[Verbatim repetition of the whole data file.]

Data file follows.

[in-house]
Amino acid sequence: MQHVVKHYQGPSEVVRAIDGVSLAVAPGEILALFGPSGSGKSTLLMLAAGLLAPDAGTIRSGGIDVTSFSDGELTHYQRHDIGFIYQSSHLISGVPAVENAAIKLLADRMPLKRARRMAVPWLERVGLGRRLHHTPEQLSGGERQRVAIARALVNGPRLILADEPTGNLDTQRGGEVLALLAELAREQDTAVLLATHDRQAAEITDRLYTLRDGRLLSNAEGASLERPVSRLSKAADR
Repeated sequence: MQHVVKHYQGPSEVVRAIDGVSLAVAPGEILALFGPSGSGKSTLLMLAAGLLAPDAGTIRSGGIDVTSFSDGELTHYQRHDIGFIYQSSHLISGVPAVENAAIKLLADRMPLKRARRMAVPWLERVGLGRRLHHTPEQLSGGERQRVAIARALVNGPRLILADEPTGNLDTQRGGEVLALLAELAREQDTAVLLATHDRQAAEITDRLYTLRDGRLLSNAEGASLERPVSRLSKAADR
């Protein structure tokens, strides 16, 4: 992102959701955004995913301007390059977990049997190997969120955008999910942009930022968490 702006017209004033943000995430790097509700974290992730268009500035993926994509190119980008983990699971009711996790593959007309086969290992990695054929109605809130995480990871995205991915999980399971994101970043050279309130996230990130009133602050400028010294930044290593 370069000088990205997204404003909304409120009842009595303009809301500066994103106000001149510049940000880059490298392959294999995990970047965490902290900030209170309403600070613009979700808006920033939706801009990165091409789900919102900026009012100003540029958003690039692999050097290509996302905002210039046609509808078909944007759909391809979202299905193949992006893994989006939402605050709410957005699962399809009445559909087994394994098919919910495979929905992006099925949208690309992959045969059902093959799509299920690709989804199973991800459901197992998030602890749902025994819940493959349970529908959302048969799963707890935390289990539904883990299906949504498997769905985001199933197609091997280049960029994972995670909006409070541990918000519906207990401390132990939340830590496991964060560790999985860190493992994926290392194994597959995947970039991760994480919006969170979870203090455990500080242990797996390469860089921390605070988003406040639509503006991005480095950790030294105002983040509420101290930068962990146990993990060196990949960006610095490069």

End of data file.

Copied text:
[in-house]
Amino acid sequence: MQHVVKHYQGPSEVVRAIDGVSLAVAPGEILALFGPSGSGKSTLLMLAAGLLAPDAGTIRSGGIDVTSFSDGELTHYQRHDIGFIYQSSHLISGVPAVENAAIKLLADRMPLKRARRMAVPWLERVGLGRRLHHTPEQLSGGERQRVAIARALVNGPRLILADEPTGNLDTQRGGEVLALLAELAREQDTAVLLATHDRQAAEITDRLYTLRDGRLLSNAEGASLERPVSRLSKAADR
Repeated sequence: MQHVVKHYQGPSEVVRAIDGVSLAVAPGEILALFGPSGSGKSTLLMLAAGLLAPDAGTIRSGGIDVTSFSDGELTHYQRHDIGFIYQSSHLISGVPAVENAAIKLLADRMPLKRARRMAVPWLERVGLGRRLHHTPEQLSGGERQRVAIARALVNGPRLILADEPTGNLDTQRGGEVLALLAELAREQDTAVLLATHDRQAAEITDRLYTLRDGRLLSNAEGASLERPVSRLSKAADR
């Protein structure tokens, strides 16, 4: 992102959701955004995913301007390059977990049997190997969120955008999910942009930022968490 702006017209004033943000995430790097509700974290992730268009500035993926994509190119980008983990699971009711996790593959007309086969290992990695054929109605809130995480990871995205991915999980399971994101970043050279309130996230990130009133602050400028010294930044290593 370069000088990205997204404003909304409120009842009595303009809301500066994103106000001149510049940000880059490298392959294999995990970047965490902290900030209170309403600070613009979700808006920033939706801009990165091409789900919102900026009012100003540029958003690039692999050097290509996302905002210039046609509808078909944007759909391809979202299905193949992006893994989006939402605050709410957005699962399809009445559909087994394994098919919910495979929905992006099925949208690309992959045969059902093959799509299920690709989804199973991800459901197992998030602890749902025994819940493959349970529908959302048969799963707890935390289990539904883990299906949504498997769905985001199933197609091997280049960029994972995670909006409070541990918000519906207990401390132990939340830590496991964060560790999985860190493992994926290392194994597959995947970039991760994480919006969170979870203090455990500080242990797996390469860089921390605070988003406040639509503006991005480095950790030294105002983040509420101290930068962990146990993990060196990949960006610095490069």